I was inspired to extend the diet after reading a 2012 article from Harper's, which recounts the long history of fasting for medicinal purposes and tells the tale of the author’s own successful 19 day fast. Incredible stuff. You can read the article by (clicking here). I plan on engaging in at least one more round of the diet after this month, probably more. My naturopath said she’s seen patients start to respond after the second round. Here’s to hoping. I didn't see any additional benefit from the first round other than some lost weight (5 pounds) and a temporary increase in energy levels, but for whatever reason I have found the idea of eating red meat absolutely revolting since doing the diet last month. Go figure.

For those foodies out there, I chose as my last meal before starting this month’s diet a very yummy Thai dish, crispy duck in red curry sauce with lots of pineapple, lychee nuts, and veggies. One of the great things about living in NYC is that you can get pretty much any type of cuisine delivered right to your door, and the aforementioned deliciousness arrived about 25 minutes after we placed the order online. The wonders of modern technology.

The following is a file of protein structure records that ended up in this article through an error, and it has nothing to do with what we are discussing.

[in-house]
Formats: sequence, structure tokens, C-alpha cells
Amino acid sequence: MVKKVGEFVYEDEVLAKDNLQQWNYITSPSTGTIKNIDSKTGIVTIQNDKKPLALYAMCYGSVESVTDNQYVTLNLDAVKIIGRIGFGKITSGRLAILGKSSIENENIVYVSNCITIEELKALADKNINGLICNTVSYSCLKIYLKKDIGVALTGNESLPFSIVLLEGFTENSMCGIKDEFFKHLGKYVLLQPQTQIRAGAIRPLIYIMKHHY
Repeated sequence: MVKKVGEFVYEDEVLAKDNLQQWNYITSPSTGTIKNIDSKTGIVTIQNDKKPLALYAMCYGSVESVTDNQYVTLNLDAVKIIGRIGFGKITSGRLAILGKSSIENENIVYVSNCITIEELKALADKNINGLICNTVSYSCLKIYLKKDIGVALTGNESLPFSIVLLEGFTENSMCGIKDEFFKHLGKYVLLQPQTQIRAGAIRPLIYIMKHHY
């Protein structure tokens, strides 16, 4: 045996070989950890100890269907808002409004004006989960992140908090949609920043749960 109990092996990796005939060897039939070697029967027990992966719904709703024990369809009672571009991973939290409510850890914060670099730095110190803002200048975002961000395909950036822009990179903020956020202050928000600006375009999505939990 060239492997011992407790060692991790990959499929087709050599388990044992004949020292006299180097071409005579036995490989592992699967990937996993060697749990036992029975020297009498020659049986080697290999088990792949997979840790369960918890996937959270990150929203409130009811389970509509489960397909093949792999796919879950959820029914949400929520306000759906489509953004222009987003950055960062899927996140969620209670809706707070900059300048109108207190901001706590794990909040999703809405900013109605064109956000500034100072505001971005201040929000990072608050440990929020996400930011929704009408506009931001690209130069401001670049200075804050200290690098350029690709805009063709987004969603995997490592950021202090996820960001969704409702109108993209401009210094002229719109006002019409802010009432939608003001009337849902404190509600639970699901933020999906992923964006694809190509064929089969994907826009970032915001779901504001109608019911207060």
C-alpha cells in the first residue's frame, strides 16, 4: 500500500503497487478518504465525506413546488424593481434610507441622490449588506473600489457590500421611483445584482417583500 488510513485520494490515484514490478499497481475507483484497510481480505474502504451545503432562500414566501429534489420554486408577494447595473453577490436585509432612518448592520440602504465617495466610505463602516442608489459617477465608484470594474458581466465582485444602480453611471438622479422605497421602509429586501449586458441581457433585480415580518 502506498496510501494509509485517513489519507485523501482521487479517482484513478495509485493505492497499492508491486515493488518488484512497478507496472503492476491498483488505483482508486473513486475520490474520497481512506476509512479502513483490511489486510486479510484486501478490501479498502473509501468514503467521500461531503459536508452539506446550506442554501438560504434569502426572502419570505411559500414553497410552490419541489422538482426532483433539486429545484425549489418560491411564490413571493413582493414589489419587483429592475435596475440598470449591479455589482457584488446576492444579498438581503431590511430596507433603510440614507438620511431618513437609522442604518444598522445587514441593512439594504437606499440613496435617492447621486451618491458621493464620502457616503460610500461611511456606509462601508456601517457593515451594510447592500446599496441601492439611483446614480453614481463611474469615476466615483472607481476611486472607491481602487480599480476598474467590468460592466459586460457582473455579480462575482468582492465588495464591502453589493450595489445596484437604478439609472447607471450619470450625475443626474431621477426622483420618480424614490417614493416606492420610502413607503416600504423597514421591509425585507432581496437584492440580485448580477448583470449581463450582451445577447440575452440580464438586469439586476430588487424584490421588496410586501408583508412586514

I’ll not recount every day of this month’s diet as I did last month, but I'll check in again when this cycle is over. Hopefully, I’ll make it through the entire seven days.

Here’s mud in your eye…

Monday, June 19, 2017

Some Wheelchair Kamikaze Movie Recommendations

And now for something completely different… I’ve been hard at work on an MS related article for an online general media outlet, which when finished will also eventually appear on this blog. I was hoping to have the piece done at least a week ago, but I’m finding it difficult to write for a general audience after so long writing specifically for people with direct knowledge of MS. This hurdle combined with the usual Creeping Paralysis crap (weakness, paralysis, fatigue, etc.) have combined to make writing the article something of a tough slog. No worries, though, I’ll get it done, and hopefully the editors of the internet site will find it to their liking. 

In the meantime, I don’t want to leave WK readers feeling abandoned. As my mind is filled with MS related flotsam and jetsam as a result of working so hard on the aforementioned article, I figured I’d go in a completely different direction for this blog post. How about some movie recommendations for others like me who find themselves with lots of time to stare at TV screens due to the vagaries and vulgarities of multiple sclerosis?

Here, then, are a few lesser-known films that I hope you might check out and find enjoyable/interesting. If any of you have already seen any of these films or watch them as a result of these recommendations, I’d love to know your thoughts about them. Please feel free to leave your own critiques in the comments section, below.